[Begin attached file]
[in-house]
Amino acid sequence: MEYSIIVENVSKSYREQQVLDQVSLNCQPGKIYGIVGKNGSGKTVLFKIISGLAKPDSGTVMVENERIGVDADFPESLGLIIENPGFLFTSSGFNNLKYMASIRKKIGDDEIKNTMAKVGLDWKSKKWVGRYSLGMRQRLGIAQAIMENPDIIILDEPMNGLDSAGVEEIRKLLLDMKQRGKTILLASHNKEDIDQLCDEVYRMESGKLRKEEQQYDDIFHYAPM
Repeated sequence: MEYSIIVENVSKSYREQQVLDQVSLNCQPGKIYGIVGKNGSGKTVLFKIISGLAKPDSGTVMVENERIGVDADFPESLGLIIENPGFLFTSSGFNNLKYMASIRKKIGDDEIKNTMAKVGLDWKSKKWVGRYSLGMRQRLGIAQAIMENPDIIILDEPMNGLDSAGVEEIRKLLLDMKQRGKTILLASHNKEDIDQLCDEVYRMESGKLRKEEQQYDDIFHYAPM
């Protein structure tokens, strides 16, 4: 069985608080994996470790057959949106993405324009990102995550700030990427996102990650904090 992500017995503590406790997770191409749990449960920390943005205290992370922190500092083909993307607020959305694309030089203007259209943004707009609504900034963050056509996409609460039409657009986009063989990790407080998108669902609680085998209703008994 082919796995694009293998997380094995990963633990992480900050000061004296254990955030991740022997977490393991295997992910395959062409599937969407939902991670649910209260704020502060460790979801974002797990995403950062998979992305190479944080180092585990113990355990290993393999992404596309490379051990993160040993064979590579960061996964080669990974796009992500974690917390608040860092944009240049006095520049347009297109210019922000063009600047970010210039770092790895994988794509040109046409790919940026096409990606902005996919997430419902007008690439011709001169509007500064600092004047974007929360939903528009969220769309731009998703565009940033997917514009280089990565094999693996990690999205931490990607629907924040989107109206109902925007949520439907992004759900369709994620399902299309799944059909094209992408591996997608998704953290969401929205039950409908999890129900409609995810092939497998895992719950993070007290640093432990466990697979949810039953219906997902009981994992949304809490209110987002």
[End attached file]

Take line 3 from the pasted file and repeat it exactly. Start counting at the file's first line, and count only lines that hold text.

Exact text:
Repeated sequence: MEYSIIVENVSKSYREQQVLDQVSLNCQPGKIYGIVGKNGSGKTVLFKIISGLAKPDSGTVMVENERIGVDADFPESLGLIIENPGFLFTSSGFNNLKYMASIRKKIGDDEIKNTMAKVGLDWKSKKWVGRYSLGMRQRLGIAQAIMENPDIIILDEPMNGLDSAGVEEIRKLLLDMKQRGKTILLASHNKEDIDQLCDEVYRMESGKLRKEEQQYDDIFHYAPM